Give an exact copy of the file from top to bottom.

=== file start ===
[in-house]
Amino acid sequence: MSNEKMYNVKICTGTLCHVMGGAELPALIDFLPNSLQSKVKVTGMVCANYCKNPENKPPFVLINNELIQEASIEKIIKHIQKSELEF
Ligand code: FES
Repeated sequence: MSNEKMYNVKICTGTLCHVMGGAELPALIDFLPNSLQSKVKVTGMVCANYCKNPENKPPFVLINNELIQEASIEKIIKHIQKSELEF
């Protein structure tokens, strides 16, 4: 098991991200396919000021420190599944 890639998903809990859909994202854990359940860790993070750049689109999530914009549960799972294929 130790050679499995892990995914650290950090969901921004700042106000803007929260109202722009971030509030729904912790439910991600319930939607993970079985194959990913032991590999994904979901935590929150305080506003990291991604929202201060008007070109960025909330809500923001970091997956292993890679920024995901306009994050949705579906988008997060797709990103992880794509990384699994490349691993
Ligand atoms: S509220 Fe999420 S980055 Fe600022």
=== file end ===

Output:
[in-house]
Amino acid sequence: MSNEKMYNVKICTGTLCHVMGGAELPALIDFLPNSLQSKVKVTGMVCANYCKNPENKPPFVLINNELIQEASIEKIIKHIQKSELEF
Ligand code: FES
Repeated sequence: MSNEKMYNVKICTGTLCHVMGGAELPALIDFLPNSLQSKVKVTGMVCANYCKNPENKPPFVLINNELIQEASIEKIIKHIQKSELEF
């Protein structure tokens, strides 16, 4: 098991991200396919000021420190599944 890639998903809990859909994202854990359940860790993070750049689109999530914009549960799972294929 130790050679499995892990995914650290950090969901921004700042106000803007929260109202722009971030509030729904912790439910991600319930939607993970079985194959990913032991590999994904979901935590929150305080506003990291991604929202201060008007070109960025909330809500923001970091997956292993890679920024995901306009994050949705579906988008997060797709990103992880794509990384699994490349691993
Ligand atoms: S509220 Fe999420 S980055 Fe600022």